|picture by Lisa Wieringen|
I am Sara Vrugt, a 30-year-old autonomous designer. I’ve studied at the KABK Royal Academy of Arts in The Hague, specializing in fashion and textiles. After graduating in 2006 I set up my own practice, studio vruGt. I make garments as well as textile installations, and work on miniature embroideries as well as on large-scale community projects.
2. What fascinates you about design and what made you choose to work with a combination of fashion, textile and performance?
Art and design have the power to irritate and to touch, to lift you out of the ordinary and to make you look beyond what you expect. With my work I want to evoke a second look.
As I like to search for the boundaries of my discipline I look for a combination of fashion, textile and performance-art, each time stressing one of those aspects.
3. You are going to exhibit 3 projects at this year’s FASHIONCLASH Maastricht 2012. For your 3rd project you will be going to Iran. Can you describe the idea behind that project and what it is about?
I'm very interested in the concept of veiling and the way women deal with this controversial piece of fabric. While traveling from The Hague to Iran, I wanted to keep a log of embroidery. So instead of making sketches in a diary of what I saw and who I encountered, I would draw and write on small pieces of fabric.
4. Can you tell us a little bit about the two other projects?
Next to the tiny log posts I'll present an embroidery of 100 square meters, placed in a spiral-shaped installation. This work has been executed in three months time, with the help of 250 seasoned stitchers as well as needlework novices.
At one end of the tapestry I portray different girls, randomly selected from Facebook. These faces are leading to an abstract version of the retina of the human eye. Those two structures have been interwoven, so that the two instances of being viewed from the outside and looking from the inside out, are forming a relationship. Incorporated in the tapestry are round, transparent sections, which line up with each other in ever decreasing size to form tunnels, a telescopic window effect.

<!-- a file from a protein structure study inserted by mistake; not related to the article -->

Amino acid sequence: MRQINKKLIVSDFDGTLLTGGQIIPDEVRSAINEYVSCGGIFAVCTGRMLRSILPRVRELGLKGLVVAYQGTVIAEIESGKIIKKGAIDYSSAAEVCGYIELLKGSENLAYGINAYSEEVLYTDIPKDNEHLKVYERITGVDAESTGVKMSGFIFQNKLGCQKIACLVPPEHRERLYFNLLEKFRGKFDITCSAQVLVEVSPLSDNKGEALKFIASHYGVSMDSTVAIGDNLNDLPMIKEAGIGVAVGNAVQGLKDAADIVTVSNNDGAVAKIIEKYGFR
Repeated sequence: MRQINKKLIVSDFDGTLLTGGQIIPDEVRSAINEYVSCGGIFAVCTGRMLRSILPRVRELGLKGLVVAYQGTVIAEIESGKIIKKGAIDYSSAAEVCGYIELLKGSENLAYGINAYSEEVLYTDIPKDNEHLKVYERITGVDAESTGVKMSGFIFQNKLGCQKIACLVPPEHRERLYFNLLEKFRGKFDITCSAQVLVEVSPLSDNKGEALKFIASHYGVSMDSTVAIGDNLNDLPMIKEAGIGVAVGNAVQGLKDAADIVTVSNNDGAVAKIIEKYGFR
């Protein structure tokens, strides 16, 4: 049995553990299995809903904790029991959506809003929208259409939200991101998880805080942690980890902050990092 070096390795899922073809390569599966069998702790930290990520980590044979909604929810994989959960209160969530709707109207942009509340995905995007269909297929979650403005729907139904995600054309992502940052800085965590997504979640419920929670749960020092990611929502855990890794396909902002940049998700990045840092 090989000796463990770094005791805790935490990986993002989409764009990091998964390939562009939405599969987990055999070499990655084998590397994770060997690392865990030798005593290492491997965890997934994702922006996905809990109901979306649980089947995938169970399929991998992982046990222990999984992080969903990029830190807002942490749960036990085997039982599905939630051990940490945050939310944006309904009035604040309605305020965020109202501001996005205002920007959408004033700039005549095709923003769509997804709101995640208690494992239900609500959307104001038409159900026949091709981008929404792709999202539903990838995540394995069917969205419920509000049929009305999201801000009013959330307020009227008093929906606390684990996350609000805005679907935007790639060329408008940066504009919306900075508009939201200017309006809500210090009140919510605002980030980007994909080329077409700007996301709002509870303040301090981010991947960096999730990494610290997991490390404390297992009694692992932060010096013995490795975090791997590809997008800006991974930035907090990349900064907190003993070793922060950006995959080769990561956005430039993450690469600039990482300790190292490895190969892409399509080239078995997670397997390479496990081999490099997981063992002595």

The other project I'll present is an ever-growing and evolving collection of garments in which embroidery plays an important role as well.
I get inspired by people and the ways in which we connect to each other. The subject matter of my work is the fine line between innate reflexes and social conventions in nowadays society. By recreating situations in which the (non-)relations between people are tangible I investigate and question this line.
As for the embroidery installation this becomes a manifest to spectators by walking into the spiral and not only look at the embroidery but also at each other, from different perspectives and angles. The outfits I'll show will be presented on mannequins with living eyes. The audience cannot look at the clothes without being looked at themselves…
I’m fascinated by the way in which other people look at each other, the way in which I look at people, but also how people look at me. Because all the experiments, installations and garments I have been making lately are connected to this subject I have chosen this title for the series. It is work in progress.
|picture by Lisa Wieringen|
7. What does “fashion clash” or a “clash with fashion” mean to you personally? How do you define that for yourself?
My work focuses on the combination of fashion, textile design and (performance) art. I use clothing as part of an autonomous language. Therefore I'm not a 'regular' fashion designer; the boundaries of the discipline interest me more than the discipline itself.